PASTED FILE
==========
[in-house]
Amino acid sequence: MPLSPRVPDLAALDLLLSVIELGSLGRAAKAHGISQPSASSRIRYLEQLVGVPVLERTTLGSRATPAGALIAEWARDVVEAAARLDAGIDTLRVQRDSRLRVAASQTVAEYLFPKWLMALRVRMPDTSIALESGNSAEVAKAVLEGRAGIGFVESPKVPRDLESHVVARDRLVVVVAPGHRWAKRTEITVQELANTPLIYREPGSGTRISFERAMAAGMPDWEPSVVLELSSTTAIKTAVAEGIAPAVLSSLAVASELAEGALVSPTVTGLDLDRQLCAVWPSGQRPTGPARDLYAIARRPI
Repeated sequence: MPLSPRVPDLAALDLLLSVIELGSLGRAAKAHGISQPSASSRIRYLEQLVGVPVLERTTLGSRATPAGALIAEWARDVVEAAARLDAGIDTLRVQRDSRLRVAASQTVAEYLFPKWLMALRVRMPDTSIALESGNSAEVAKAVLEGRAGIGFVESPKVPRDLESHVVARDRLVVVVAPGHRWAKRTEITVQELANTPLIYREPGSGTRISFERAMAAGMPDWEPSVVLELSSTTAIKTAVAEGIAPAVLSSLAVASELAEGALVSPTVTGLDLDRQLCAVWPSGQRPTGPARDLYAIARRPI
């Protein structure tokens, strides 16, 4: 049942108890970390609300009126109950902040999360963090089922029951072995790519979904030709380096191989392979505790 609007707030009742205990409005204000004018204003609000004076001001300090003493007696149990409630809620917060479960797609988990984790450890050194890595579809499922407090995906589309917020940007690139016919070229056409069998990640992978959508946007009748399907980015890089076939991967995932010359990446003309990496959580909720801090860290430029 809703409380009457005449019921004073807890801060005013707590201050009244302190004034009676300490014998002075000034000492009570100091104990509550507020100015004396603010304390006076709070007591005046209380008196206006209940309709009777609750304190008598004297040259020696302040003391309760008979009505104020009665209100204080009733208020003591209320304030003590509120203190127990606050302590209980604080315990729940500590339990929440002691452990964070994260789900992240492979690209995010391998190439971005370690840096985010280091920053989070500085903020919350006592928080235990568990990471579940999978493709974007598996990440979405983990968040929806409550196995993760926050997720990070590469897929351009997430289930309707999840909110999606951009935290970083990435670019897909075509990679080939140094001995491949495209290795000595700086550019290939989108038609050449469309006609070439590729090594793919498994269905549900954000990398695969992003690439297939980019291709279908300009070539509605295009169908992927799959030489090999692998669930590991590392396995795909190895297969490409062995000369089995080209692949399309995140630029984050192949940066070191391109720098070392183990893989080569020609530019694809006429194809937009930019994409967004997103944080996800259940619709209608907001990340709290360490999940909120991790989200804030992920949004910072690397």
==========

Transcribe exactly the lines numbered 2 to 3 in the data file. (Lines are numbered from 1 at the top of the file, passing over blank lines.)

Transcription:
Amino acid sequence: MPLSPRVPDLAALDLLLSVIELGSLGRAAKAHGISQPSASSRIRYLEQLVGVPVLERTTLGSRATPAGALIAEWARDVVEAAARLDAGIDTLRVQRDSRLRVAASQTVAEYLFPKWLMALRVRMPDTSIALESGNSAEVAKAVLEGRAGIGFVESPKVPRDLESHVVARDRLVVVVAPGHRWAKRTEITVQELANTPLIYREPGSGTRISFERAMAAGMPDWEPSVVLELSSTTAIKTAVAEGIAPAVLSSLAVASELAEGALVSPTVTGLDLDRQLCAVWPSGQRPTGPARDLYAIARRPI
Repeated sequence: MPLSPRVPDLAALDLLLSVIELGSLGRAAKAHGISQPSASSRIRYLEQLVGVPVLERTTLGSRATPAGALIAEWARDVVEAAARLDAGIDTLRVQRDSRLRVAASQTVAEYLFPKWLMALRVRMPDTSIALESGNSAEVAKAVLEGRAGIGFVESPKVPRDLESHVVARDRLVVVVAPGHRWAKRTEITVQELANTPLIYREPGSGTRISFERAMAAGMPDWEPSVVLELSSTTAIKTAVAEGIAPAVLSSLAVASELAEGALVSPTVTGLDLDRQLCAVWPSGQRPTGPARDLYAIARRPI